“I heard a good joke today.” He’d say. We weren’t allowed to groan. We knew exactly what was coming. It was incumbent on us to play along, or face who knows what. Everyone at the table would look at each other, trying to determine who would be the one to throw themselves on this evenings joke grenade. As the butt of many of my father’s antics, I felt it was only fair that the job fall to my little brother. He would lower his head, and try as hard as he could to muster interest into his voice.
“Really Dad? Tell it to us.”
Dad would get that silly grin all over his face. “Well,” he’d say, “being as you insist.” Like I said, we weren’t allowed to groan.
“This termite walks into this tavern, and says ‘Hey! Where’s the bar-tender?’” And then he would chuckle loudly to himself, as if he’d just told the funniest joke in the entire world.
Now, some people consider this joke a “way-homer”. Meaning you don’t get it when it’s told, you get it later, on the way home. Others think it’s just plain stupid. Very few I’ve told it to actually think its funny. And it may sound odd, but, when you’re hearing it from the same guy, for the 5,197th time, being told as if it’s the worlds funniest, and most original joke, it’s not just funny, it’s hilarious. Side-splittingly so. At least it was to us. We never let on though. We never groaned. We never complained. We always acted like it was the first time we’d ever heard it, and that it was really funny.
But sometimes… sometimes… he’d throw in a ringer. He’d start with his patented “I heard a good joke today.” And when we’d bite, he’d throw out some equally inane, but totally different joke. His favorite was the one about the duck that walked into a drugstore, and asked for some ChapStick. When the clerk asked how he was going to pay for it, the duck told him to “put it on his bill.” This was the level of joke that he’d throw out. Always, always a “groaner”. You just never knew when he’d strike.
Once, when we were older, he pulled the granddaddy of all stunners. I was sixteen I think, which would make my younger brother in the eleven or twelve year old range. Old enough certainly to hear an “adult” joke. On this night nobody was talking much. Dad came home in his typical, upbeat mood. Glad to be home and surrounded by the ones he loved. We, on the other hand, weren’t in such a good mood. We had done something to anger Mom, and had been taking and emotional beating for our sins.
Dad kept glancing from us, to Mom and back, wondering when the conversation would start, if at all, and wondering what we had done to upset our Mother. My brother and I kept glancing at each other, and then at Mom, wondering when she’d drop the hammer on us to Dad. The classic “You guys are gonna get it when you’re Father gets home…” carried a lot of weight in our house.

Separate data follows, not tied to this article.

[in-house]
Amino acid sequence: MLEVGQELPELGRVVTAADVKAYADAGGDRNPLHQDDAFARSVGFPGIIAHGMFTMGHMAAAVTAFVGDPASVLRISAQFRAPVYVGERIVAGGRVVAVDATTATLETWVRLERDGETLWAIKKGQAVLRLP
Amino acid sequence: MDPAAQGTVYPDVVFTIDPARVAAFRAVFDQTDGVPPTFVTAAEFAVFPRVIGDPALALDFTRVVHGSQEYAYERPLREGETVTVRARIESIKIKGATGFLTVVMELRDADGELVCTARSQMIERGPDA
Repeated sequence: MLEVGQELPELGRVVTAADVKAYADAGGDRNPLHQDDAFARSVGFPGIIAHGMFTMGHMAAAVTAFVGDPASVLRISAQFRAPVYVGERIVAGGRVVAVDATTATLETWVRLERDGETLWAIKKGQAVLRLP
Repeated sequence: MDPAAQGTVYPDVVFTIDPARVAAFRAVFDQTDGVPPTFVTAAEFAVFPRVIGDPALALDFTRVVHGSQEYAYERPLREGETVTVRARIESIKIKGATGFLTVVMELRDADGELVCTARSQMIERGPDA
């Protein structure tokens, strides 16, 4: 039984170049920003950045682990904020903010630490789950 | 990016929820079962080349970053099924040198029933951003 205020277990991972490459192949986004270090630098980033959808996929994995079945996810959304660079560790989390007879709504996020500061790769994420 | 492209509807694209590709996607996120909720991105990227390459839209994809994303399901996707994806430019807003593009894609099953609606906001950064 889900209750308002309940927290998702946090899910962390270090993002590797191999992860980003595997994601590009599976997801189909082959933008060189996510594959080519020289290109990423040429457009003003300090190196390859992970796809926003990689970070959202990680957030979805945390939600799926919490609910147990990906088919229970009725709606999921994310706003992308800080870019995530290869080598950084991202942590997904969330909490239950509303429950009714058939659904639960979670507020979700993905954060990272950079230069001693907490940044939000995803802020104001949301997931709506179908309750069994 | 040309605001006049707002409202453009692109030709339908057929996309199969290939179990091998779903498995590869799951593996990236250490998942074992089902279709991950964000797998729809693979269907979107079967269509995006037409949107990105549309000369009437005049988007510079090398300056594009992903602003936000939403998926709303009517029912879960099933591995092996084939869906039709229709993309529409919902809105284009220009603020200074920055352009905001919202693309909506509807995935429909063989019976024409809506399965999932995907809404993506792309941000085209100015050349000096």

You must understand though, that my Dad was truly one of the greatest role models a kid could ever had. He didn’t cuss. Not seriously anyway. The occasional “Damn,” Or “Hell” would slip out if he was really angry, but never anything more risqué than that. I was a grown man, well into my 20’s before I ever heard him say a significantly more offensive word, or saw him drink a beer. He wasn’t a tee-totaller, or a bible-thumper. He just had class.
And tons of it.
So, after about 20 minutes of almost total silence, Dad decided to break the tension. He sat his knife and fork down, finished chewing what was in his mouth, and stood reverently, clearing his throat to get our attention. This was different, we thought to ourselves. We hadn’t seen this before.
When all eyes were on him, he cleared his throat once again, and launched into one of the funniest, and, Dear Lord forgive the man, one of the purely filthiest limericks anyone at that table had ever heard in their lives. At the top of his lungs. I mean, this from a guy who didn’t even break wind in front of his kids.
“Skaggy Mag… ” he began. In most sincere earnest.
“That scaly slut! Between her thighs the fungus lies, and worms crawl outta her butt!
Before I climb those scaly legs, and suck those festered tits…
I’ll drink a quart of buzzard puke, and DIE of the DRIZZLIN’ SHITS!”
My Mom almost fainted.
I did a spit take, having just taken in a giant mouthful of milk.
My younger brother’s eyes grew to the size of the big, flowery china dinner plates we were eating off of, and just sat with his mouth hanging open, mashed potatoes dribbling down his chin.
We all sat in stunned silence for a good 30 seconds.
Then, we all looked at Mom.
Good old Mom. Good old raised in the church and don’t take God’s name in vain Mom. Good old you can go to hell for cussing Mom. Would she blow a blood vessel and stroke out? Would she saw his head off with a butter knife? Perhaps she’d hold him down and choke him to death with a dinner roll. We waited to see which.
When she finally came out of her trance, her face began to twist up, but not with anger. It was laughter. The tension was officially broke. We all laughed and laughed. Except Dad. He just sat there with a big, silly grin on his face. Which made us laugh even harder. Having not one, but two hormonal, moody, teenage boys stomping around the house brings lots of anxiety on a family. It had been a very long time since we’d laughed together that much, and that hard.
At one point Mom was belly-laughing so hard that she forgot about the high oil-soap shine she kept on those hardwood chairs, and she slid right off and onto the kitchen floor with a very un-ladylike plop.
When mom hit the floor, you might say she got “the wind” knocked out of her. The moment of impact bumped a small but very audible toot from her.
That was the coup-de-grace.
We were already laughing so hard our sides hurt, but when Mom hit the floor and cut the cheese, we laughed even harder. Mom just sat there, too weak from laughing fits to get up. We laughed so hard we couldn’t breathe.
Dad had once again proven that you just never knew what life was going to throw at you.
He had never done anything so outrageous before. And to my knowledge, he’s never done anything like it since.
But I’ll never forget that dinner.
I love you, Dad.